According to the American Federation of Teachers, the appointment shows that Trump’s administration will focus on “privatizing, defunding, and destroying public education in America.”
But the school-choice movement, where Betsy DeVos has been an activist and leader for years, is not about any of this. It is about what the teachers unions hate the most: freedom.
It is about an outrageous idea that parents should have the power and freedom to decide where and how to educate their children.
Freedom is what I thought defined our country, the secret sauce that made, and makes, America great. It is crazy that in something as fundamental as education we have so little of it. And for those with the least power, the poor, parents are totally locked into failing schools controlled by bureaucrats and unions.
If giving parents education choice was a bad idea, why do so many want it?
Thirty years ago, school-choice programs didn’t exist. Today, according to the organization EdChoice, around 400,000 children attend private schools in 29 states with help from some type of public funding — vouchers, tax credits or education savings accounts.
According to the National Alliance for Public Charter Schools, more than a million children are on waiting lists to be accepted in charter schools. Yes, the charter schools that Hillary Clinton criticized during the presidential campaign to cozy favor with the teachers unions.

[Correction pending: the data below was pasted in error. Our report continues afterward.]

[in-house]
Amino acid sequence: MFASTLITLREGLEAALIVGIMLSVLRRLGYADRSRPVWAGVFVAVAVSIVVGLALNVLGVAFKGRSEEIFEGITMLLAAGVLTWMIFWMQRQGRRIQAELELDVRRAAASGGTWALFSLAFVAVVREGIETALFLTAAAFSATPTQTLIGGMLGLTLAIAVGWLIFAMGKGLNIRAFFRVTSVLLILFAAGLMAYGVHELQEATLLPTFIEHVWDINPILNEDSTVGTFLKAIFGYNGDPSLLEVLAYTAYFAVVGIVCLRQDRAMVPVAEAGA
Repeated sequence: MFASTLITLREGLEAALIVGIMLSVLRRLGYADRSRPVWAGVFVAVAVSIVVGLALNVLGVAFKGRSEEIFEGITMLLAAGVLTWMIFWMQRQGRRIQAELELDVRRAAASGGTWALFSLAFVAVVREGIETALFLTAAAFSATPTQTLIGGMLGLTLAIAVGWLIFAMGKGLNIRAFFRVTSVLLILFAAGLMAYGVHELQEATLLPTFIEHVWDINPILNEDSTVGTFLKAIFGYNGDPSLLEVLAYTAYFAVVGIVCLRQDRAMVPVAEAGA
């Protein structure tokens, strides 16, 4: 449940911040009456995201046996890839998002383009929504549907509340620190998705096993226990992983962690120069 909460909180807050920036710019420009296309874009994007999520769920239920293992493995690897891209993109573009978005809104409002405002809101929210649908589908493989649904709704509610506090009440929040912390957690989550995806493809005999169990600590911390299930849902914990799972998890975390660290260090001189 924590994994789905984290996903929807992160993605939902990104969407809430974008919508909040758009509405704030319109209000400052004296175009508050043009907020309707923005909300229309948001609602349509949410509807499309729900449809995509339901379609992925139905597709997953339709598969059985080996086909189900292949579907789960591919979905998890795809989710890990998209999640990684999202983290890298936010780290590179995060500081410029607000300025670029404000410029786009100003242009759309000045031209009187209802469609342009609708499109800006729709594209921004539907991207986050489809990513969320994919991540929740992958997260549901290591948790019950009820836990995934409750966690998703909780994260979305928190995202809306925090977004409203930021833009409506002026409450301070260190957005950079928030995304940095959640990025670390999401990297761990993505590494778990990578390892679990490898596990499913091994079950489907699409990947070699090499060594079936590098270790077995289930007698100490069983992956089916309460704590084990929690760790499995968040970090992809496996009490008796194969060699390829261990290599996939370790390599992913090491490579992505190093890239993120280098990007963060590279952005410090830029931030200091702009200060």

American Federation of Teachers President Randi Weingarten said that Betsy DeVos “uses her money to game the system and push a special-interest agenda.”
This is laughable, coming from a union official.
The two teachers unions spent in the 2016 election cycle $33,623,843 on political contributions and $3,077,849 on lobbying to advance their special-interest agenda.
Every agenda is, of course, special interest. Betsy DeVos' special interest is advancing freedom by bringing education opportunities to poor children. The unions' special interest is keeping a stranglehold on public schools and looking out for their members and their left-wing agenda.
According to the Bureau of Labor Statistics, the average salary for a high school teacher in 2014 was $56,310, with the average in the highest 10 percent at $88,910.
The Center for Union Facts shows that there are 198 employees at the American Federations of Teachers with compensation over $100,000, with president Weingarten standing at $543,150.
Regarding the claim that school-choice programs drain funds from public schools, American Enterprise Institute scholar Gerard Robinson, former commissioner for education in Florida and secretary of education for Virginia, reports that inflation-adjusted spending on education since the end of World War II has increased 663 percent, with virtually no change in reading and math scores since 1992.
In 2016 the Department of Education will spend $79 billion, up 67 percent from 2000.